Umps allege abuse by Angels

BOSTON -- Umpires working the series between the Red Sox and Angels at Fenway Park complained Thursday that Los Angeles coaches were "unprofessional and unbecoming" after two close calls went against them at the end of Wednesday night's loss.

"Their deportment as we left the field, going through the Angels dugout, left a lot to be desired," plate umpire Rick Reed told the Boston Herald. "We filed a report after the game and I would think there will be a coach or two over there that would be regretting his actions today."

Angels manager Mike Scioscia called the accusations "absolutely wrong."

"There was nothing done in a threatening nature," he said after Los Angeles' 4-3 victory on Thursday night. "It was more along the lines of 'You've got to be kidding me.' ... It wasn't even directed at them -- it was more venting in the clubhouse."

Attempts by The Associated Press to reach the umpires for comment before and after Thursday night's game were unsuccessful. A Fenway Park security guard who knocked on the door of their changing room before the game said they were unavailable because they were on a conference call with the commissioner's office; after the game, a reporter's request for an interview was similarly declined.

The Los Angeles Times reported that Major League Baseball was looking into it. Mike Port, baseball's vice president for umpires, did not return a call seeking comment.

"The World Umpires Association conducts itself in a professional manner and we expect everyone in and around major league baseball to do the same," union spokesman Lamell McMorris said. "We recognize that in the heat of competition folks get heated up and make mistakes. However, in this instance, we certainly look to Major League Baseball to address this matter in a manner that makes everything right."

The Angels were visibly angry in the ninth inning of Wednesday night's 9-8 loss when two calls went against them in what turned out to be a winning rally by the Red Sox.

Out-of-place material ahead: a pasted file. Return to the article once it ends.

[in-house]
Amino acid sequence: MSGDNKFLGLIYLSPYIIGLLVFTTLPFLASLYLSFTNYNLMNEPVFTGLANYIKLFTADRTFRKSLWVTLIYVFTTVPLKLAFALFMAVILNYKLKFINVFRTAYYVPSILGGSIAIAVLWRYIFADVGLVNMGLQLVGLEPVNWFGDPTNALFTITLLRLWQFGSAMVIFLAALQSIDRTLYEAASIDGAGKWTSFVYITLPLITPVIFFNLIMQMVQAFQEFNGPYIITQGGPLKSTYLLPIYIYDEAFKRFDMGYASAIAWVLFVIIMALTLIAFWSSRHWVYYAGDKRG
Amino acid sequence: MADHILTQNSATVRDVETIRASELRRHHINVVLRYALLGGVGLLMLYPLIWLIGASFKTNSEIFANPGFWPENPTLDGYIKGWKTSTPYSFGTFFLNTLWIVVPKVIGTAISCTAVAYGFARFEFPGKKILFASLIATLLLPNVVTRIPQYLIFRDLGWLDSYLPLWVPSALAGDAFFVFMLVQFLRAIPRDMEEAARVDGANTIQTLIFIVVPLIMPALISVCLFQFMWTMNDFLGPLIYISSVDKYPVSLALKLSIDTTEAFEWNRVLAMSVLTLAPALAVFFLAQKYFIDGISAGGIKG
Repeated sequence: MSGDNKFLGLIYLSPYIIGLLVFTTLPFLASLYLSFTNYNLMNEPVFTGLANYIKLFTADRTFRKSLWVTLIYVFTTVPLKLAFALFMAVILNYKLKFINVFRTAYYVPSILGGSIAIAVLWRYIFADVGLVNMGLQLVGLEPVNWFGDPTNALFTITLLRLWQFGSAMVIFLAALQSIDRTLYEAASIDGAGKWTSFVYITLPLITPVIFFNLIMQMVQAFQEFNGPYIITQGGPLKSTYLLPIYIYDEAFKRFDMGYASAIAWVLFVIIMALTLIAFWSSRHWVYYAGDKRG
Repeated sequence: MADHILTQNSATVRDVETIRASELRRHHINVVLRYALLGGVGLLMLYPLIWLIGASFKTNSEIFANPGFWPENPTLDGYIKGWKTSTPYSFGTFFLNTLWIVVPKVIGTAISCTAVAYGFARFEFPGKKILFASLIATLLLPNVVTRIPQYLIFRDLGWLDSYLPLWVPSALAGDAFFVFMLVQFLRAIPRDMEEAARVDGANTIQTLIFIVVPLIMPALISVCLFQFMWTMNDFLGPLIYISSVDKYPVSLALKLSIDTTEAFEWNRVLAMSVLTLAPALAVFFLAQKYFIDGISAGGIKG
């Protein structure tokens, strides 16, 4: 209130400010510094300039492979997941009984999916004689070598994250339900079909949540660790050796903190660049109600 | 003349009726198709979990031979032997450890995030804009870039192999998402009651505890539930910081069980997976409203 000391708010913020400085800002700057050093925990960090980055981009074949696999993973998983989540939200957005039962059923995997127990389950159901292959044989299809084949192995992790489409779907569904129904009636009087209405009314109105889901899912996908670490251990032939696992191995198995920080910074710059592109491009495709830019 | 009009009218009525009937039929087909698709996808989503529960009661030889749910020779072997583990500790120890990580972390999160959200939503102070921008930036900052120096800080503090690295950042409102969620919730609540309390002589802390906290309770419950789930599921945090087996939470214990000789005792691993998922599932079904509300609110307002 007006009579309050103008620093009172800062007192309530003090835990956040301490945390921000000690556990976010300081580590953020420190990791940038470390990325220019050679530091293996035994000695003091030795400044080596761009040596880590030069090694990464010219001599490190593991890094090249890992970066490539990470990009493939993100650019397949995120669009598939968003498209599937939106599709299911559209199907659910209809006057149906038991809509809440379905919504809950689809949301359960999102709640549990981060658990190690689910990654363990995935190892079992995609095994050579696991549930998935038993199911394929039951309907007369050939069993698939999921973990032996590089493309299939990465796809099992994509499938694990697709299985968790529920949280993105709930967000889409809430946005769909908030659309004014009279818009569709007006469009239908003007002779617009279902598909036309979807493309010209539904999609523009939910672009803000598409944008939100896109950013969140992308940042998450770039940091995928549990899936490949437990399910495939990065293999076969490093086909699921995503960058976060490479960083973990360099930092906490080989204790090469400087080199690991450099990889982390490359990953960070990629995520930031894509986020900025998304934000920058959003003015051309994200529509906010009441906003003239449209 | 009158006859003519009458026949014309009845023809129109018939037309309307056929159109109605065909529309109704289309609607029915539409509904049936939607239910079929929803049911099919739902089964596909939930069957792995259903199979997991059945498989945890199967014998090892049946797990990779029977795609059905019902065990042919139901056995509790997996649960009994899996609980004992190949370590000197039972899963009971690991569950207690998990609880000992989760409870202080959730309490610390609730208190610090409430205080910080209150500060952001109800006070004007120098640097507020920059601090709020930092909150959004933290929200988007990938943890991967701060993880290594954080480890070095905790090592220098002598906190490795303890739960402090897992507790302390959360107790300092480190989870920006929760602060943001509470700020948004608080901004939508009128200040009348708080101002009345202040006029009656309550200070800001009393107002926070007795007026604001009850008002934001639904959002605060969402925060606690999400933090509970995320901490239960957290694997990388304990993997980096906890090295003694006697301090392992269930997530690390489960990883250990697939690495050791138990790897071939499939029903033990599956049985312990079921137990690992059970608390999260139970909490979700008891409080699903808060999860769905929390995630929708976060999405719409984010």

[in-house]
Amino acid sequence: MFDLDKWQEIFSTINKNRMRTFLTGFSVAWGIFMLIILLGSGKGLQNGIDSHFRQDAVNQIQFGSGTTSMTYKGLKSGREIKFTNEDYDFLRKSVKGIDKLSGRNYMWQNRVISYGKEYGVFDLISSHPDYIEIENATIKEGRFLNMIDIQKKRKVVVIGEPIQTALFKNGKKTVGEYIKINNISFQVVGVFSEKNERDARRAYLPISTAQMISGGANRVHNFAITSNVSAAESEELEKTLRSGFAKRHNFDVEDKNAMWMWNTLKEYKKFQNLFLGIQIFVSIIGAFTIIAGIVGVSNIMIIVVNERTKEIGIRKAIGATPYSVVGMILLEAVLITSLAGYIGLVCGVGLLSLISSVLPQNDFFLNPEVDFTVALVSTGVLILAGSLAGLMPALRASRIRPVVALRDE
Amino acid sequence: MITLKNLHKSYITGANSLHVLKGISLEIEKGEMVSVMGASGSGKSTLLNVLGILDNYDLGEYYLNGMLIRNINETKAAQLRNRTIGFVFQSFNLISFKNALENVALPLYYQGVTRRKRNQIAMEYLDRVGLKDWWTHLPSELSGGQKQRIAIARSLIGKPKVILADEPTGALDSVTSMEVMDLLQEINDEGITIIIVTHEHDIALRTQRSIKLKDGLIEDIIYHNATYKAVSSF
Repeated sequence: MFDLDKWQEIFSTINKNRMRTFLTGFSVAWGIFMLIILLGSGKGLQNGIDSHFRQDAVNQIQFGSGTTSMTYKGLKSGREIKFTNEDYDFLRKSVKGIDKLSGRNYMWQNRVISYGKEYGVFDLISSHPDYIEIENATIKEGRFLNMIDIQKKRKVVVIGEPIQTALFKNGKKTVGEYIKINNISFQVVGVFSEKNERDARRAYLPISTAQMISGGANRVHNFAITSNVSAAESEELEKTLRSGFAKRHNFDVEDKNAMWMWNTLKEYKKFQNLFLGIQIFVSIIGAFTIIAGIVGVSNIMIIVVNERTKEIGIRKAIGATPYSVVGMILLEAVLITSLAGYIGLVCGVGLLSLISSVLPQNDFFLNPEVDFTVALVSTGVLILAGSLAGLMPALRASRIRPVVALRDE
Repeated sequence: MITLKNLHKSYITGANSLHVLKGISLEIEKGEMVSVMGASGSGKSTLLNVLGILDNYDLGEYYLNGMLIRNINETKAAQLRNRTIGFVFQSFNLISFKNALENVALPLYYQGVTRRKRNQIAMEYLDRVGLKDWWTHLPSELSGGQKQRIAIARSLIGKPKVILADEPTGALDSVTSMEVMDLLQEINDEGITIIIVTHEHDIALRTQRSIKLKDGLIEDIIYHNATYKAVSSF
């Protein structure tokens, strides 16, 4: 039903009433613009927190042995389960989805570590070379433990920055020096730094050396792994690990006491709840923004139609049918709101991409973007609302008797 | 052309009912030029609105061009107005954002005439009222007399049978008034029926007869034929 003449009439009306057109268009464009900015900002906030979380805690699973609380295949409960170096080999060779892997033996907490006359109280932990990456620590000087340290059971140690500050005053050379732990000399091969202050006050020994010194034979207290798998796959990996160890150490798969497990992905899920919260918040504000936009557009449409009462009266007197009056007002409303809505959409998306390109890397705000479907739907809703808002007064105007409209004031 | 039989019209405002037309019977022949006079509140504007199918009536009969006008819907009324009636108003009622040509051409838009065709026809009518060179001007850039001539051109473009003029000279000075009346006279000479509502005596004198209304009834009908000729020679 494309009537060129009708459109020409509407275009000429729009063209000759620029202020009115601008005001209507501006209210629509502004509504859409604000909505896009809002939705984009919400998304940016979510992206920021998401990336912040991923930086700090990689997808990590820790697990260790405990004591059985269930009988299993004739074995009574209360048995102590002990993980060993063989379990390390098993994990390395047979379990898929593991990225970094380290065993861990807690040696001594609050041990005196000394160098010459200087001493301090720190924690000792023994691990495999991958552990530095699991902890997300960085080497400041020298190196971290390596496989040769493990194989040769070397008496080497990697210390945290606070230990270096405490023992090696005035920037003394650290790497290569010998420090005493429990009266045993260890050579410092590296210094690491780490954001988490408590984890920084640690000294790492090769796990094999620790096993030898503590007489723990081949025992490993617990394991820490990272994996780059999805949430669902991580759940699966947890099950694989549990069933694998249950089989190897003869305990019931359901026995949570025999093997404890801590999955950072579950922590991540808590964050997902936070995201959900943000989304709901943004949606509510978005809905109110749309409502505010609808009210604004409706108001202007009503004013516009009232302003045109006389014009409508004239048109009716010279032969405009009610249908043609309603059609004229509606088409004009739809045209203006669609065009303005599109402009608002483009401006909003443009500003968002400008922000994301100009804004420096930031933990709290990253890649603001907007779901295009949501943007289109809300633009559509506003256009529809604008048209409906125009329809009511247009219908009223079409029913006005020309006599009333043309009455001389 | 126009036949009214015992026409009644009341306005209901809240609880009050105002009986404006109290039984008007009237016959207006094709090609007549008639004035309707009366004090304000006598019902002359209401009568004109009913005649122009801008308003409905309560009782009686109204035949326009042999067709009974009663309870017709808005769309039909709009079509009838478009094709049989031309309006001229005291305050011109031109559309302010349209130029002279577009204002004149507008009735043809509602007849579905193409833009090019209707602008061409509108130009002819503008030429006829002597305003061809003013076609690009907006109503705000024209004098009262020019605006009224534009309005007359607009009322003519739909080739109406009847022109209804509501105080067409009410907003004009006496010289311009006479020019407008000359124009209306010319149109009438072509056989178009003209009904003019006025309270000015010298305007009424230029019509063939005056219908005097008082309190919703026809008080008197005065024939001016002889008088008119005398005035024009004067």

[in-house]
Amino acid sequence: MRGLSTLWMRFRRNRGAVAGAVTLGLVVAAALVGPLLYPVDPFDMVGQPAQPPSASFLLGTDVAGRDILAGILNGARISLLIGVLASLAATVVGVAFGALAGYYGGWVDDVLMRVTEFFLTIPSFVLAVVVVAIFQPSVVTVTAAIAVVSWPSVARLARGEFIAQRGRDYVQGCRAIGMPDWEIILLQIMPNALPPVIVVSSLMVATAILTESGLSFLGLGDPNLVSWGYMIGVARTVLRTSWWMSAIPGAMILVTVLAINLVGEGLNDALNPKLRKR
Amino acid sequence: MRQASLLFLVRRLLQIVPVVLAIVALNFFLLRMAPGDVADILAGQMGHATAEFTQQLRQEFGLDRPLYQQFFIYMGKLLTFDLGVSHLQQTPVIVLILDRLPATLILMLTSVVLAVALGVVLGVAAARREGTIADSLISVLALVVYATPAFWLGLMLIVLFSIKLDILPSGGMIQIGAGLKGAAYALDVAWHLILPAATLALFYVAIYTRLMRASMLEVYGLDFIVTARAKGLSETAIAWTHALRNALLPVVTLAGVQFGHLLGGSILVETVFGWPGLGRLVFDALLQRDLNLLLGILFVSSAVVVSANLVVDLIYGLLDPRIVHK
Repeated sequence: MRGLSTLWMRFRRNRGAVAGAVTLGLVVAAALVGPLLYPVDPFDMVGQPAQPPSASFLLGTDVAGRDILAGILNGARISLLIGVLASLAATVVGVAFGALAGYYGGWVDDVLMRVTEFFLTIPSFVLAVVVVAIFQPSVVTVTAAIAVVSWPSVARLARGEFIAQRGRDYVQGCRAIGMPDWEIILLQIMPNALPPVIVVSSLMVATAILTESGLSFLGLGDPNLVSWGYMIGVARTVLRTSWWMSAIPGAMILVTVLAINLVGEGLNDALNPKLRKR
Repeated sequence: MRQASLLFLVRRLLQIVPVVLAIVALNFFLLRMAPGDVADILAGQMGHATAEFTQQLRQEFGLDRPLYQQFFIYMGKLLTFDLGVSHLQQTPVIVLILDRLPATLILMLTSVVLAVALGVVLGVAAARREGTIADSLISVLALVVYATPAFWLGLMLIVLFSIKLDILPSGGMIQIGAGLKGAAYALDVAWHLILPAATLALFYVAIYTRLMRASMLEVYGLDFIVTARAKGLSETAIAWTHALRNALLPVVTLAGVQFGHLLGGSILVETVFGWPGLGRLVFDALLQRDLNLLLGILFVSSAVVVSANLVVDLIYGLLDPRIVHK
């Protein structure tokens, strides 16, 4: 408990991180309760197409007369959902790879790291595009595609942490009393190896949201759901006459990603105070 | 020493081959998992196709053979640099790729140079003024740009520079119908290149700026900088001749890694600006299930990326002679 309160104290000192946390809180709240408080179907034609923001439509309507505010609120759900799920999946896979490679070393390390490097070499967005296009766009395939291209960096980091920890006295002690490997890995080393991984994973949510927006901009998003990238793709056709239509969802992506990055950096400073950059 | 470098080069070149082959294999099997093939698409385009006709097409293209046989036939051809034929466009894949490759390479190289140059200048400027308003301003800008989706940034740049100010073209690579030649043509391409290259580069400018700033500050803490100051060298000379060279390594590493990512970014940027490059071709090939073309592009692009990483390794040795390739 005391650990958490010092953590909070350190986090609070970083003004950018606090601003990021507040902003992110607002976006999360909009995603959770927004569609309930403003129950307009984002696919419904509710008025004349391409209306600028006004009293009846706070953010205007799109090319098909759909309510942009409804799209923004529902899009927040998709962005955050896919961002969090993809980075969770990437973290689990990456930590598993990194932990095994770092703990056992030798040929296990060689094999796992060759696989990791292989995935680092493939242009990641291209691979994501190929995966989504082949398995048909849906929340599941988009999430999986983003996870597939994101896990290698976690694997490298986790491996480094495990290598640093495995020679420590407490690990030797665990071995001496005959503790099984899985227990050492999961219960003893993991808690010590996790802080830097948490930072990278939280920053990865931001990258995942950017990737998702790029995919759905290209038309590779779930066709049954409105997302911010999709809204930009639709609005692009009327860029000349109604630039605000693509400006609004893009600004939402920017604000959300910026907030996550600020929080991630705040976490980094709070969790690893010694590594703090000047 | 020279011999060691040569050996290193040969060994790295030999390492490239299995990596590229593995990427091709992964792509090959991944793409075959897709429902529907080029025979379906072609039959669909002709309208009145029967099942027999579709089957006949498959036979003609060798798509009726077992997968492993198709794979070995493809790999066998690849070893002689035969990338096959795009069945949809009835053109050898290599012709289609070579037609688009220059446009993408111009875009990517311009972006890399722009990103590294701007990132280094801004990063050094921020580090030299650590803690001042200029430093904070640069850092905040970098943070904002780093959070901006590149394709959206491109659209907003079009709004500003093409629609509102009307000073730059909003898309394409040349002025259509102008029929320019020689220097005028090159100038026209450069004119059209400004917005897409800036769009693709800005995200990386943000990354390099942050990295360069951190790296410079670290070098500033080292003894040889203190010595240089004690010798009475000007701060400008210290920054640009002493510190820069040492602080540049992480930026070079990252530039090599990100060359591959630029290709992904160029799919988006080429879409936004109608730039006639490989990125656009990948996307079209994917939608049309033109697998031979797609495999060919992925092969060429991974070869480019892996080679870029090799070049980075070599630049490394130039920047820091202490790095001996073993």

With two outs, the bases loaded and the Angels leading 8-7, pinch-hitter Nick Green quickly fell behind 0-2 to closer Brian Fuentes and offered at the third pitch. But first base umpire Jeff Kellogg ruled he did not go around, and Green stayed in the box.

Green then fouled off three pitches before taking three balls to walk in the tying run. The last was a knee-high fastball that had catcher Mike Napoli jumping out of his crouch in anticipation of a strikeout.

"What was the count at the end, 3-4 to Green?" Scioscia said sarcastically on Wednesday. "I thought we had him a couple of times. I was surprised. It's a good umpiring crew and I think we really feel strongly they missed a couple times we had Green struck out. Unfortunately, that's the focal point of the game and it didn't go our way."

Because of Fenway's unusual layout, the umpires have to walk through the visiting clubhouse to get to their own room. When they did, several Angels coaches continued jawing at them.

"It's one of the nuances here," Scioscia said after Wednesday's game. "You've got to respect their space and that's what we're doing. Our guys are upset, no doubt about it."

But Reed questioned whether Scioscia made that much of an effort to cool things down.

"Mike made an attempt to quiet his coaches down but he also made a comment that I thought incited the situation," he said in a story on the Herald's Web site. "I'm disappointed in the coaches. Coaches are usually the guys who try to stop any kind of friction that develops in the course of a game and afterward. But they were initiating last night and I'm not pleased in the way they said things or in their presentation. And I think Major League Baseball has been notified and probably something will become of it, I don't know what."

Scioscia angrily denied he had inflamed the situation.

"In fact, the umpire Mark Wegner came back to interact with one of our coaches," Scioscia said Thursday night. "A lesson in professionalism needs to be discussed there."

Fuentes said after Wednesday's game that umpires were too "timid" or "scared" to make calls against the home team in Fenway, where Boston has the best record in the majors and a 542-game sellout streak.

"Especially here and some other places, they seem timid to make calls," Fuentes said. "I've heard it from other guys that come in here and say that. That's either because it's a mistake, or they're scared."

On Thursday, Fuentes said: "I don't think I said anything insulting to them or take anything to a personal level. [It's] just emotions on the field and umpires get caught up emotionally into the game in the same way we do."